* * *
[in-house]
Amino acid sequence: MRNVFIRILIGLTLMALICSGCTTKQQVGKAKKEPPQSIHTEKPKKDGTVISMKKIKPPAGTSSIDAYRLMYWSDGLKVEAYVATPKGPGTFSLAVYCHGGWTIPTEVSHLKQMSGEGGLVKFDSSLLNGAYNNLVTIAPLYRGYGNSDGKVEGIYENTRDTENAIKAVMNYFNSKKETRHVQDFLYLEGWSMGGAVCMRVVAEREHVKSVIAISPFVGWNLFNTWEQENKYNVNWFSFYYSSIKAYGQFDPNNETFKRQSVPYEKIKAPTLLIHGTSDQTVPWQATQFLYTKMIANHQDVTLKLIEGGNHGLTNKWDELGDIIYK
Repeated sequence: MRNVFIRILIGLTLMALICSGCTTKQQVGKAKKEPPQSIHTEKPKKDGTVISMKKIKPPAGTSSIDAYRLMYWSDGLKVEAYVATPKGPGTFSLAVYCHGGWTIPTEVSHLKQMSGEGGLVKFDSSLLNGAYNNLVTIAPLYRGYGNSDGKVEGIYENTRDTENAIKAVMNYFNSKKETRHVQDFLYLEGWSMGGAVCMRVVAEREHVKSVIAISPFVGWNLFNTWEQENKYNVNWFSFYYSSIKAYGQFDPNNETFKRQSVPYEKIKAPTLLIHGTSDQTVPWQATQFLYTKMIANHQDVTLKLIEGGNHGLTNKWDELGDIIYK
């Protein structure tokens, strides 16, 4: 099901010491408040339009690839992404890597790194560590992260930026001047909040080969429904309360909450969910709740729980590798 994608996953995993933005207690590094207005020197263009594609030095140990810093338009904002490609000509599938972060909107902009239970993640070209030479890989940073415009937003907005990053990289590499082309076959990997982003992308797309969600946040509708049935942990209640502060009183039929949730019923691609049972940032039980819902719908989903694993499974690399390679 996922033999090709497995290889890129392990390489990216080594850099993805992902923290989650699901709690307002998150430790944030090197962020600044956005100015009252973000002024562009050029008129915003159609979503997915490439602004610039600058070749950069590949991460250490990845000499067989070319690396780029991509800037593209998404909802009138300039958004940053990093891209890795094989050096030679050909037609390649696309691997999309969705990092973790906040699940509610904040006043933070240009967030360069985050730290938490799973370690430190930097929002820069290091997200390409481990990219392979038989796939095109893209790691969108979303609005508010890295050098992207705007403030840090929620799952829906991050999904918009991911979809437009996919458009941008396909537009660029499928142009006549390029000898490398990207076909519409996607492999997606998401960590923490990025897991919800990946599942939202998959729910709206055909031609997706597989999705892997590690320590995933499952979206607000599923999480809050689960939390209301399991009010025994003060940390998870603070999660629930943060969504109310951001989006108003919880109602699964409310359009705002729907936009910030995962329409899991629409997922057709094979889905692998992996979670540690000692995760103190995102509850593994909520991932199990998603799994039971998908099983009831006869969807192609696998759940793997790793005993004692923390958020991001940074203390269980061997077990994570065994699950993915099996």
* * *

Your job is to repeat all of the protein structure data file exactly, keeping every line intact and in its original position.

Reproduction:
[in-house]
Amino acid sequence: MRNVFIRILIGLTLMALICSGCTTKQQVGKAKKEPPQSIHTEKPKKDGTVISMKKIKPPAGTSSIDAYRLMYWSDGLKVEAYVATPKGPGTFSLAVYCHGGWTIPTEVSHLKQMSGEGGLVKFDSSLLNGAYNNLVTIAPLYRGYGNSDGKVEGIYENTRDTENAIKAVMNYFNSKKETRHVQDFLYLEGWSMGGAVCMRVVAEREHVKSVIAISPFVGWNLFNTWEQENKYNVNWFSFYYSSIKAYGQFDPNNETFKRQSVPYEKIKAPTLLIHGTSDQTVPWQATQFLYTKMIANHQDVTLKLIEGGNHGLTNKWDELGDIIYK
Repeated sequence: MRNVFIRILIGLTLMALICSGCTTKQQVGKAKKEPPQSIHTEKPKKDGTVISMKKIKPPAGTSSIDAYRLMYWSDGLKVEAYVATPKGPGTFSLAVYCHGGWTIPTEVSHLKQMSGEGGLVKFDSSLLNGAYNNLVTIAPLYRGYGNSDGKVEGIYENTRDTENAIKAVMNYFNSKKETRHVQDFLYLEGWSMGGAVCMRVVAEREHVKSVIAISPFVGWNLFNTWEQENKYNVNWFSFYYSSIKAYGQFDPNNETFKRQSVPYEKIKAPTLLIHGTSDQTVPWQATQFLYTKMIANHQDVTLKLIEGGNHGLTNKWDELGDIIYK
């Protein structure tokens, strides 16, 4: 099901010491408040339009690839992404890597790194560590992260930026001047909040080969429904309360909450969910709740729980590798 994608996953995993933005207690590094207005020197263009594609030095140990810093338009904002490609000509599938972060909107902009239970993640070209030479890989940073415009937003907005990053990289590499082309076959990997982003992308797309969600946040509708049935942990209640502060009183039929949730019923691609049972940032039980819902719908989903694993499974690399390679 996922033999090709497995290889890129392990390489990216080594850099993805992902923290989650699901709690307002998150430790944030090197962020600044956005100015009252973000002024562009050029008129915003159609979503997915490439602004610039600058070749950069590949991460250490990845000499067989070319690396780029991509800037593209998404909802009138300039958004940053990093891209890795094989050096030679050909037609390649696309691997999309969705990092973790906040699940509610904040006043933070240009967030360069985050730290938490799973370690430190930097929002820069290091997200390409481990990219392979038989796939095109893209790691969108979303609005508010890295050098992207705007403030840090929620799952829906991050999904918009991911979809437009996919458009941008396909537009660029499928142009006549390029000898490398990207076909519409996607492999997606998401960590923490990025897991919800990946599942939202998959729910709206055909031609997706597989999705892997590690320590995933499952979206607000599923999480809050689960939390209301399991009010025994003060940390998870603070999660629930943060969504109310951001989006108003919880109602699964409310359009705002729907936009910030995962329409899991629409997922057709094979889905692998992996979670540690000692995760103190995102509850593994909520991932199990998603799994039971998908099983009831006869969807192609696998759940793997790793005993004692923390958020991001940074203390269980061997077990994570065994699950993915099996």